Diplomatic memoir becomes first non-fiction manuscript to win Hungerford
Jay Martin is the winner of the 2016 City of Fremantle T.A.G. Hungerford Award. The Fremantle resident won the award for her manuscript Learning Polish, a work of creative non-fiction about living as a diplomat’s wife in Poland.
Martin said the book starts with the nagging suspicion that there ‘just might be more’ to life than her comfortable existence in Canberra, and ends three years later in a Polish forest with the realisation that doing interesting things not only doesn’t make you happy, it doesn’t even make you interesting.
‘I wrote Learning Polish because I wanted the world to have the chance to know the amazing, crazy, infuriating country that I came to love that is Poland – where three things are certain: death, taxes, and that shop assistants won’t have change. That, and the gossip I collected on what really goes on in the inner circles of diplomatic life, was simply too good to waste,’ said Martin.
Martin said Learning Polish combined her travel adventures with tales of the many diplomatic wife duties she didn’t remember signing up for – duties that included traipsing through a snow-bound Poznan in search of Minister Penny Wong’s preferred blend of coffee, lunching with the president and prime minister of Poland and sorting through three decades of embassy filing.
‘When you find yourself in a country whose national anthem starts, “we’re not dead yet”, you can’t help but learn something about resilience. And until that works, there’s always vodka,’ said Martin.
‘At its heart, Learning Polish is a story about what it meant for me to find myself, an independent, professional woman, not only supported but defined by my husband’s job. I hope this will resonate with – and help – any woman who’s ever parked her career and found herself floundering, as well as those who’ve wondered, “what if?”’ said Martin.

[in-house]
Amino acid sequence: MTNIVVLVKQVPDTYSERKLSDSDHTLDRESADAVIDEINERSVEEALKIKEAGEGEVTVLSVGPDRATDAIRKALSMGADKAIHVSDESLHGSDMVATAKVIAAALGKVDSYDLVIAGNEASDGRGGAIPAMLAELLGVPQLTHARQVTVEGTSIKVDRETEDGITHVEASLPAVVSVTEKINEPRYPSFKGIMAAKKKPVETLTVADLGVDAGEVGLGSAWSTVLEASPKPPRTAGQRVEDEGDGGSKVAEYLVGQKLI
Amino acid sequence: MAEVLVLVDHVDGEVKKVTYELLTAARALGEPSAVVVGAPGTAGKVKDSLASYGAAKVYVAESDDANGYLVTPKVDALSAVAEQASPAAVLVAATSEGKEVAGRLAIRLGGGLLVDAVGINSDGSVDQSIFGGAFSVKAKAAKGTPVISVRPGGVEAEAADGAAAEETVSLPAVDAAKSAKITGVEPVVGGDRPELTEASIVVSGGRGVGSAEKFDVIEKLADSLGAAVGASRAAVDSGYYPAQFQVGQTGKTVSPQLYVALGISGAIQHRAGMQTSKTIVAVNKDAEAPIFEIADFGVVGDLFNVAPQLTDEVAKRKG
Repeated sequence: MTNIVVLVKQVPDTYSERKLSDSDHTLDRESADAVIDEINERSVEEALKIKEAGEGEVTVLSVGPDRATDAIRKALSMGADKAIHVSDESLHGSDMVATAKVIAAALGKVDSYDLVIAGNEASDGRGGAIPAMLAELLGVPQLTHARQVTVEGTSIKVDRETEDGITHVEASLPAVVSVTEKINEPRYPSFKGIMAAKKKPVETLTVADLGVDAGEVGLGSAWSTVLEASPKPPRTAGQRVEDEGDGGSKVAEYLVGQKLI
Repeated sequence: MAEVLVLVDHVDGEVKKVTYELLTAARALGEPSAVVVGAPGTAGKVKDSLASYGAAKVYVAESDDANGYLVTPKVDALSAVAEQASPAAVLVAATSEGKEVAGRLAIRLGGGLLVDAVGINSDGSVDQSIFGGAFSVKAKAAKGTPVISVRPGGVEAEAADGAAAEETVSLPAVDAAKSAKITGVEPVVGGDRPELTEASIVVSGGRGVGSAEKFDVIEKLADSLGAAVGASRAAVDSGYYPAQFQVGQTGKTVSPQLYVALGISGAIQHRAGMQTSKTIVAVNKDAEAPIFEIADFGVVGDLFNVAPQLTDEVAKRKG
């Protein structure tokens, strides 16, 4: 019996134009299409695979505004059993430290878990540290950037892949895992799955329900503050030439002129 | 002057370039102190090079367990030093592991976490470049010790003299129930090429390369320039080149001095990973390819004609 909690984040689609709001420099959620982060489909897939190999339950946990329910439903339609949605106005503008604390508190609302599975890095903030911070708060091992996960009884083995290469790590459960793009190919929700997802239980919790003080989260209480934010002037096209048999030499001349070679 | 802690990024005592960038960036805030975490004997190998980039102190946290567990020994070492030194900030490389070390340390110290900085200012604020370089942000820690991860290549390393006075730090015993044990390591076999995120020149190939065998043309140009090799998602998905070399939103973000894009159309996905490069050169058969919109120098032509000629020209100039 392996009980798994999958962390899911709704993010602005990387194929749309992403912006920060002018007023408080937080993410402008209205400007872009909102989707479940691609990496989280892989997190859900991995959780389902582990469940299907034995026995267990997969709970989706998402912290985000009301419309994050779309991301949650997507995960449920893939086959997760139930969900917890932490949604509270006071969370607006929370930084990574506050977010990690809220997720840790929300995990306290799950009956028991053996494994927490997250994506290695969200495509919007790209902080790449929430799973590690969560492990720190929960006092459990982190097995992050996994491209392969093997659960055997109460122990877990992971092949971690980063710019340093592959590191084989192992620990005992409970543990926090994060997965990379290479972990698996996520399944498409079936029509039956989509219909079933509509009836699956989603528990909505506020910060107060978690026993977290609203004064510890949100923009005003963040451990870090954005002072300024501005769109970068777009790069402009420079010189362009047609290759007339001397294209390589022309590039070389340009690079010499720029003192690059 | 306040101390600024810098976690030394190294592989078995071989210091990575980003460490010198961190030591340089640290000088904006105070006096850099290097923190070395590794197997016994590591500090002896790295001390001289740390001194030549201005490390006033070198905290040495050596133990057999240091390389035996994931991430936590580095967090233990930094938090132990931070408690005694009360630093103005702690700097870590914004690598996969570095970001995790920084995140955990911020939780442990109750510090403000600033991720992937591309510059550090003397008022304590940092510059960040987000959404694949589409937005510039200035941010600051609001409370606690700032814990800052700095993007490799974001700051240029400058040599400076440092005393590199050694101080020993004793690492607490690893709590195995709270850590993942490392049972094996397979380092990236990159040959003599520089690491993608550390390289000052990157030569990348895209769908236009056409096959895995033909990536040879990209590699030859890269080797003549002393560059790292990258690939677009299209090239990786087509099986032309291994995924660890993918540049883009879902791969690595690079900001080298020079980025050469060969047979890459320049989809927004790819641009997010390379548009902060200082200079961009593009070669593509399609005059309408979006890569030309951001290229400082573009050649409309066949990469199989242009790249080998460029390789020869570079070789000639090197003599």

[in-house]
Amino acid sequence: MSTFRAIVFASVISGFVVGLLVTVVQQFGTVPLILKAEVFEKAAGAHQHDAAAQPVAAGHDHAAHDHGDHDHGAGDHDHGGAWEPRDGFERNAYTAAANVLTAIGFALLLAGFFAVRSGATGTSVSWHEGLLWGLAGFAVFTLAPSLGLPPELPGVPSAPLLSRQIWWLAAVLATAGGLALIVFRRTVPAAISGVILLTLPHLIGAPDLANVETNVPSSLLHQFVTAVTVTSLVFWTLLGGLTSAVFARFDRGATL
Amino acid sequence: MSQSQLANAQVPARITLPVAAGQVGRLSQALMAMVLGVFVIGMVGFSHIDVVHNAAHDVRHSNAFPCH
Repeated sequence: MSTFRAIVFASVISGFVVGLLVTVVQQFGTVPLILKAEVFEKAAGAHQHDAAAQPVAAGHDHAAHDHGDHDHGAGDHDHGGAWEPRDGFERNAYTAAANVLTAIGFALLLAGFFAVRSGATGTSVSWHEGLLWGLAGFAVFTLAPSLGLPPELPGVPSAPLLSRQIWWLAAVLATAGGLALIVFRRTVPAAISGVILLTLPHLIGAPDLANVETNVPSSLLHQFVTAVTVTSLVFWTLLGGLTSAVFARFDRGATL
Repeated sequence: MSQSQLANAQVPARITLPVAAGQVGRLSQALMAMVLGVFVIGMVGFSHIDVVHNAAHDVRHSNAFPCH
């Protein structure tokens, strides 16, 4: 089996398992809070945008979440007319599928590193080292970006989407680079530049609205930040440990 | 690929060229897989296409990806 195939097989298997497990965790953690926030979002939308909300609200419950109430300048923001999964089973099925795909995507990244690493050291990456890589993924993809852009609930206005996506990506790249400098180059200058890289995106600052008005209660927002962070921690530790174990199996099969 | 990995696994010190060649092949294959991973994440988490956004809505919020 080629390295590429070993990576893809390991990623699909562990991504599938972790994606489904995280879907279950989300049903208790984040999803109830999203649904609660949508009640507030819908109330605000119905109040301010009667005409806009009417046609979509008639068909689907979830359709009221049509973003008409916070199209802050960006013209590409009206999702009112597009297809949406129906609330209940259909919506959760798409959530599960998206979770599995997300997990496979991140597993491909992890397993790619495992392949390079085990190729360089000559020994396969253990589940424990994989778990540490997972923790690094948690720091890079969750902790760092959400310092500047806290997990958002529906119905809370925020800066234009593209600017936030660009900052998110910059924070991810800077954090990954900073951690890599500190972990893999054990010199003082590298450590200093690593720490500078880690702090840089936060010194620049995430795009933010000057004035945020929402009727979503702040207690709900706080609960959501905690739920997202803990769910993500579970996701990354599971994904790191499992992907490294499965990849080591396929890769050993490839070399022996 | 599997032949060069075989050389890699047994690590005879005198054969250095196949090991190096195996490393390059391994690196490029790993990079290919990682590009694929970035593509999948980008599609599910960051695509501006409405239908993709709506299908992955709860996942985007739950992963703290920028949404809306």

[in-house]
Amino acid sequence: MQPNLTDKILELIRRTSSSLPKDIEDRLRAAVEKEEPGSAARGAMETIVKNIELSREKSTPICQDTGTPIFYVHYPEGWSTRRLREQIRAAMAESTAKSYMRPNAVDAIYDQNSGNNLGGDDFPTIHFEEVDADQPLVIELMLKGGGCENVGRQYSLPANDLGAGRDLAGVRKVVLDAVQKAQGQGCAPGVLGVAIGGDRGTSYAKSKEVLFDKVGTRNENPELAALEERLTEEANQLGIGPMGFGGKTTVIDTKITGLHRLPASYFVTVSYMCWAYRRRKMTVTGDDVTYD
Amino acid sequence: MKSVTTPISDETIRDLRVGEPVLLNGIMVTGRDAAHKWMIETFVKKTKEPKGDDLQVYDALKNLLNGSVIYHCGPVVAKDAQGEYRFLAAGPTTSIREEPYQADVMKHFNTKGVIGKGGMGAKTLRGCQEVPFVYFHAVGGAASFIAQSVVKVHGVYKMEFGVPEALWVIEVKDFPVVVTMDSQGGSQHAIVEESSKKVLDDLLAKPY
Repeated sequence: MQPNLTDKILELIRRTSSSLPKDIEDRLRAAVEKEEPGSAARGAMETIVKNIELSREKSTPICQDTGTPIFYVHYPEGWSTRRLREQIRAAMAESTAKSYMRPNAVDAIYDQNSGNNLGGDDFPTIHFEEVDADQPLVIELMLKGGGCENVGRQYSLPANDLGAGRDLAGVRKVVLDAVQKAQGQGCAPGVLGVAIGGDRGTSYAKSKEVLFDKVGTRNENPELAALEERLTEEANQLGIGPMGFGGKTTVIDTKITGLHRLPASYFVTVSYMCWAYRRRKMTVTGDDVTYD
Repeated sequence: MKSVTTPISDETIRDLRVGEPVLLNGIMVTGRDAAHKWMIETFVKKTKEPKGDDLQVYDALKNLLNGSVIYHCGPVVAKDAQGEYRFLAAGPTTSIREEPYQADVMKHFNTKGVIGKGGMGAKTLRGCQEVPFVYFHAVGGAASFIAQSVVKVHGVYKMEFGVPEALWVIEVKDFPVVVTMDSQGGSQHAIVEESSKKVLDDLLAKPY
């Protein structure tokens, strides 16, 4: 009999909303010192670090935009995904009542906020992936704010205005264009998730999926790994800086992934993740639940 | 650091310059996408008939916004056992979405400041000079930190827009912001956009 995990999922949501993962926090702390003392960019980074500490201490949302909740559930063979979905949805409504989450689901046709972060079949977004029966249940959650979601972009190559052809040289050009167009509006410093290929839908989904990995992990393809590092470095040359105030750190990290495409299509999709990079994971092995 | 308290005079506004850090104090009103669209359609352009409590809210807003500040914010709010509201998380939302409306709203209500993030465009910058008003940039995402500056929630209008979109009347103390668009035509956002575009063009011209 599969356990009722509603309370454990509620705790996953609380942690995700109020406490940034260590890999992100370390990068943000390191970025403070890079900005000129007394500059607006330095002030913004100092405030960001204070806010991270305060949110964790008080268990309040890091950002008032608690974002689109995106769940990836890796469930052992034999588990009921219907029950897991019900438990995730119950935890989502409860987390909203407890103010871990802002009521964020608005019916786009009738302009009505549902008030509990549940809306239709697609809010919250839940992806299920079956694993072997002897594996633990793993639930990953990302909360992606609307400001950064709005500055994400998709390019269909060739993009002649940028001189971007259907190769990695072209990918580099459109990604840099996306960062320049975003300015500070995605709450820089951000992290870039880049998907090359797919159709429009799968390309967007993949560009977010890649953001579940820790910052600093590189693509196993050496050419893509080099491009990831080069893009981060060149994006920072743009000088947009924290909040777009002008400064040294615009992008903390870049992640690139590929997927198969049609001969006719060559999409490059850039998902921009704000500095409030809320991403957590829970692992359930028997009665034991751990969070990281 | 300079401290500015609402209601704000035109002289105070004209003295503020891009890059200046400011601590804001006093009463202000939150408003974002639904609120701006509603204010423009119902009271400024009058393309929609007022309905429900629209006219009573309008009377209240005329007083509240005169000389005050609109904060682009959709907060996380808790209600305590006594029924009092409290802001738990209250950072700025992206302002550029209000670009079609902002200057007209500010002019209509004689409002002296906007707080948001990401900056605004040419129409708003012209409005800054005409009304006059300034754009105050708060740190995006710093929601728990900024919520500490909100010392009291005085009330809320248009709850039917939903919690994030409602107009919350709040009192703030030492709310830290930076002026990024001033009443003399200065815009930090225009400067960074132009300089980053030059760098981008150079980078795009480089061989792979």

Fremantle Press fiction publisher Georgia Richter said this was the first time a work of non-fiction had won the award since its inception in 1990.
‘The compelling thing about narrative non-fiction is that nobody can change the ending. And ultimately it’s what the writer does with a real-life story that matters. Learning Polish takes us on a wild ride from boggy fields to glamorous diplomat cocktail parties, and deep into rocky emotional terrain as a couple find their marriage falling apart,’ said Richter.
The winner was announced by Fremantle Mayor Brad Pettitt at Fremantle Arts Centre on Wednesday 2 November as part of the Fremantle Press 40 Year Anniversary celebrations. Mayor Pettitt praised the shortlisted contenders for their hard work, talent and determination.
‘The fact that all five writers shortlisted for the last Hungerford Award have secured publishing contracts shows how important this award is to fostering new talent,’ Mayor Pettitt said.
The shortlisted contenders for this year’s award were Catherine Gillard for The Incidental Nazi, Jodie Tesoriero for Barcarola, Tineke Van der Eecken for Traverse and David Thomas Henry Wright for Little Emperor Syndrome.
The Hungerford is given biennially to a full-length manuscript of fiction or creative non-fiction, by a Western Australian author previously unpublished in book form. It is sponsored by the City of Fremantle, Fremantle Press, Fremantle Library and The West Australian. The award is judged anonymously and this year’s judges were Delys Bird, Ron Blaber, Richard Rossiter and Fremantle Press publisher Georgia Richter. The winner receives $12,000 from the City of Fremantle plus a publishing contract with Fremantle Press. Learning Polish will be published in 2018.